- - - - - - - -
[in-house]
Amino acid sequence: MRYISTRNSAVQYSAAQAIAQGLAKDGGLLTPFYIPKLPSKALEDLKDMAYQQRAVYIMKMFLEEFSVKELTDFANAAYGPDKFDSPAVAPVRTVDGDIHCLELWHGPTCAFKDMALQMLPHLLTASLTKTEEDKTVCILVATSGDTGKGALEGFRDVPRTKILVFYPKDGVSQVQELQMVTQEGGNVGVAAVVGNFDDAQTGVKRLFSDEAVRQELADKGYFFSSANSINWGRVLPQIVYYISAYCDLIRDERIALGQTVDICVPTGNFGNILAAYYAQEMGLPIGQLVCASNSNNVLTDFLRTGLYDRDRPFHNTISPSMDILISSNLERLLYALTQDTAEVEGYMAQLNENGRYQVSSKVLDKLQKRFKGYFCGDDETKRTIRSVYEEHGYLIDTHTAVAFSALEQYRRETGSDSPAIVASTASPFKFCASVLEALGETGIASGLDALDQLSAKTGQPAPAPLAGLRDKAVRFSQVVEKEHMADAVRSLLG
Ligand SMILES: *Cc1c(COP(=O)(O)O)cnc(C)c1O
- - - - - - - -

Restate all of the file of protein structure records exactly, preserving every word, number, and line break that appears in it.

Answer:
[in-house]
Amino acid sequence: MRYISTRNSAVQYSAAQAIAQGLAKDGGLLTPFYIPKLPSKALEDLKDMAYQQRAVYIMKMFLEEFSVKELTDFANAAYGPDKFDSPAVAPVRTVDGDIHCLELWHGPTCAFKDMALQMLPHLLTASLTKTEEDKTVCILVATSGDTGKGALEGFRDVPRTKILVFYPKDGVSQVQELQMVTQEGGNVGVAAVVGNFDDAQTGVKRLFSDEAVRQELADKGYFFSSANSINWGRVLPQIVYYISAYCDLIRDERIALGQTVDICVPTGNFGNILAAYYAQEMGLPIGQLVCASNSNNVLTDFLRTGLYDRDRPFHNTISPSMDILISSNLERLLYALTQDTAEVEGYMAQLNENGRYQVSSKVLDKLQKRFKGYFCGDDETKRTIRSVYEEHGYLIDTHTAVAFSALEQYRRETGSDSPAIVASTASPFKFCASVLEALGETGIASGLDALDQLSAKTGQPAPAPLAGLRDKAVRFSQVVEKEHMADAVRSLLG
Ligand SMILES: *Cc1c(COP(=O)(O)O)cnc(C)c1O